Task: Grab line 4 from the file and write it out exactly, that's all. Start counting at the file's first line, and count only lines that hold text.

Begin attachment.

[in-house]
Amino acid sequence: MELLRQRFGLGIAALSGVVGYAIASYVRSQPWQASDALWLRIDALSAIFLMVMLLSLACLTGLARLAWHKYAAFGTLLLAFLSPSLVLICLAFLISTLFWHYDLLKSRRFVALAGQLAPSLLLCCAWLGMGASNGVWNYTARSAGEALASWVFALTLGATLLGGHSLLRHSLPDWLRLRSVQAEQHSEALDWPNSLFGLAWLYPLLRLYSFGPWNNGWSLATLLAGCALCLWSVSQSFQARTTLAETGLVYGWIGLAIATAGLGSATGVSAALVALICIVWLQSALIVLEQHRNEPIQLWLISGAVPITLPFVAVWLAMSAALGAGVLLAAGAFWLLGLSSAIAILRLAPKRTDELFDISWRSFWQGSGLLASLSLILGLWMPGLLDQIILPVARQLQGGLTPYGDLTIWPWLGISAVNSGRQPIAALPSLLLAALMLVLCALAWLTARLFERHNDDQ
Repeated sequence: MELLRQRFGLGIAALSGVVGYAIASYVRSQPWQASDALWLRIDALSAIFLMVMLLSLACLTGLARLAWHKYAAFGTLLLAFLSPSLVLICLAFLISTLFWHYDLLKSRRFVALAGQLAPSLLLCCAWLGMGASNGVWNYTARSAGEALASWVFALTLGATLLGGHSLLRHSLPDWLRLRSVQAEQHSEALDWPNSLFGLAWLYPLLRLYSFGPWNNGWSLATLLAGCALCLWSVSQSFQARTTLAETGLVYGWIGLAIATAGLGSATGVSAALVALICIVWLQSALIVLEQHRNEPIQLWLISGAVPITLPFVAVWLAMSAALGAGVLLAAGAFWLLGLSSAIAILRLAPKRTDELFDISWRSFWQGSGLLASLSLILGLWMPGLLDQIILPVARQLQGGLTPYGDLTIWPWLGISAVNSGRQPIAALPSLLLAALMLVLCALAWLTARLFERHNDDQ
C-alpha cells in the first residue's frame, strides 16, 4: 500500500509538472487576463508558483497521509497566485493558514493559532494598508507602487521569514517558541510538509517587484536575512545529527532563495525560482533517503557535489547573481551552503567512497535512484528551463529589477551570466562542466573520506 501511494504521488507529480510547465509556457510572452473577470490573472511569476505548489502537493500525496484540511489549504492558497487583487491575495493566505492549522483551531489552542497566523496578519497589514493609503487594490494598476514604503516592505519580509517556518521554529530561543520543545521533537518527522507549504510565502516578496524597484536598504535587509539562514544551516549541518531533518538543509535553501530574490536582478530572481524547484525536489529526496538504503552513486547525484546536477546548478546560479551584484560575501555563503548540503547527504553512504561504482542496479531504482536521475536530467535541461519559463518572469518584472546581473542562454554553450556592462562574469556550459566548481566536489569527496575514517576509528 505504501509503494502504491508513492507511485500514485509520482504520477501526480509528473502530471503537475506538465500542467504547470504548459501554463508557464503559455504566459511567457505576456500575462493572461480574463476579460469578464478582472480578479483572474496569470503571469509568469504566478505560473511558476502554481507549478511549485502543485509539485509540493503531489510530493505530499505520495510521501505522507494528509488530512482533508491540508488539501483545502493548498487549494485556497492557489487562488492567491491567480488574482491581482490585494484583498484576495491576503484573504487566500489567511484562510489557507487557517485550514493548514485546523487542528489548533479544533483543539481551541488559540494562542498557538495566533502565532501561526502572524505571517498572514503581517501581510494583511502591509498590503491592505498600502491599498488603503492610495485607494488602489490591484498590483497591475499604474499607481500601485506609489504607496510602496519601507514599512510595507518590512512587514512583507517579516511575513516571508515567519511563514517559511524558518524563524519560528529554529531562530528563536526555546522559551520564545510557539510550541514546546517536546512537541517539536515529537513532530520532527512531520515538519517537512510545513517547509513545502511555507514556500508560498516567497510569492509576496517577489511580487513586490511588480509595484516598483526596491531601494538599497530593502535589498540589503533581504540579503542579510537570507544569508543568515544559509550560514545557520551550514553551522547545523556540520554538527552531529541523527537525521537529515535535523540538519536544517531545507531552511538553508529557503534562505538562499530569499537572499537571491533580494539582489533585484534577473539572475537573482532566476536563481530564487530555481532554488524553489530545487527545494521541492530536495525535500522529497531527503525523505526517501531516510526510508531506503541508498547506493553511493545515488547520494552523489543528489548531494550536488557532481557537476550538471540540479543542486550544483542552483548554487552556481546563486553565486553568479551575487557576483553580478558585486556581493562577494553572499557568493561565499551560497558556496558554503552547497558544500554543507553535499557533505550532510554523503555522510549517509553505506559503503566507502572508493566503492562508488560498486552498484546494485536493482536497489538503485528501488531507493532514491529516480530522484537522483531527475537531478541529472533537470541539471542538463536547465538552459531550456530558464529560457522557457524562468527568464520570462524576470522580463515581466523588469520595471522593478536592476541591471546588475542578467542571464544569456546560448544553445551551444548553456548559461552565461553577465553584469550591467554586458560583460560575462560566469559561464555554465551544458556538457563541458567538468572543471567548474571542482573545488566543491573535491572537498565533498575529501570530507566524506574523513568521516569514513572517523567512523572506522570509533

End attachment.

C-alpha cells in the first residue's frame, strides 16, 4: 500500500509538472487576463508558483497521509497566485493558514493559532494598508507602487521569514517558541510538509517587484536575512545529527532563495525560482533517503557535489547573481551552503567512497535512484528551463529589477551570466562542466573520506 501511494504521488507529480510547465509556457510572452473577470490573472511569476505548489502537493500525496484540511489549504492558497487583487491575495493566505492549522483551531489552542497566523496578519497589514493609503487594490494598476514604503516592505519580509517556518521554529530561543520543545521533537518527522507549504510565502516578496524597484536598504535587509539562514544551516549541518531533518538543509535553501530574490536582478530572481524547484525536489529526496538504503552513486547525484546536477546548478546560479551584484560575501555563503548540503547527504553512504561504482542496479531504482536521475536530467535541461519559463518572469518584472546581473542562454554553450556592462562574469556550459566548481566536489569527496575514517576509528 505504501509503494502504491508513492507511485500514485509520482504520477501526480509528473502530471503537475506538465500542467504547470504548459501554463508557464503559455504566459511567457505576456500575462493572461480574463476579460469578464478582472480578479483572474496569470503571469509568469504566478505560473511558476502554481507549478511549485502543485509539485509540493503531489510530493505530499505520495510521501505522507494528509488530512482533508491540508488539501483545502493548498487549494485556497492557489487562488492567491491567480488574482491581482490585494484583498484576495491576503484573504487566500489567511484562510489557507487557517485550514493548514485546523487542528489548533479544533483543539481551541488559540494562542498557538495566533502565532501561526502572524505571517498572514503581517501581510494583511502591509498590503491592505498600502491599498488603503492610495485607494488602489490591484498590483497591475499604474499607481500601485506609489504607496510602496519601507514599512510595507518590512512587514512583507517579516511575513516571508515567519511563514517559511524558518524563524519560528529554529531562530528563536526555546522559551520564545510557539510550541514546546517536546512537541517539536515529537513532530520532527512531520515538519517537512510545513517547509513545502511555507514556500508560498516567497510569492509576496517577489511580487513586490511588480509595484516598483526596491531601494538599497530593502535589498540589503533581504540579503542579510537570507544569508543568515544559509550560514545557520551550514553551522547545523556540520554538527552531529541523527537525521537529515535535523540538519536544517531545507531552511538553508529557503534562505538562499530569499537572499537571491533580494539582489533585484534577473539572475537573482532566476536563481530564487530555481532554488524553489530545487527545494521541492530536495525535500522529497531527503525523505526517501531516510526510508531506503541508498547506493553511493545515488547520494552523489543528489548531494550536488557532481557537476550538471540540479543542486550544483542552483548554487552556481546563486553565486553568479551575487557576483553580478558585486556581493562577494553572499557568493561565499551560497558556496558554503552547497558544500554543507553535499557533505550532510554523503555522510549517509553505506559503503566507502572508493566503492562508488560498486552498484546494485536493482536497489538503485528501488531507493532514491529516480530522484537522483531527475537531478541529472533537470541539471542538463536547465538552459531550456530558464529560457522557457524562468527568464520570462524576470522580463515581466523588469520595471522593478536592476541591471546588475542578467542571464544569456546560448544553445551551444548553456548559461552565461553577465553584469550591467554586458560583460560575462560566469559561464555554465551544458556538457563541458567538468572543471567548474571542482573545488566543491573535491572537498565533498575529501570530507566524506574523513568521516569514513572517523567512523572506522570509533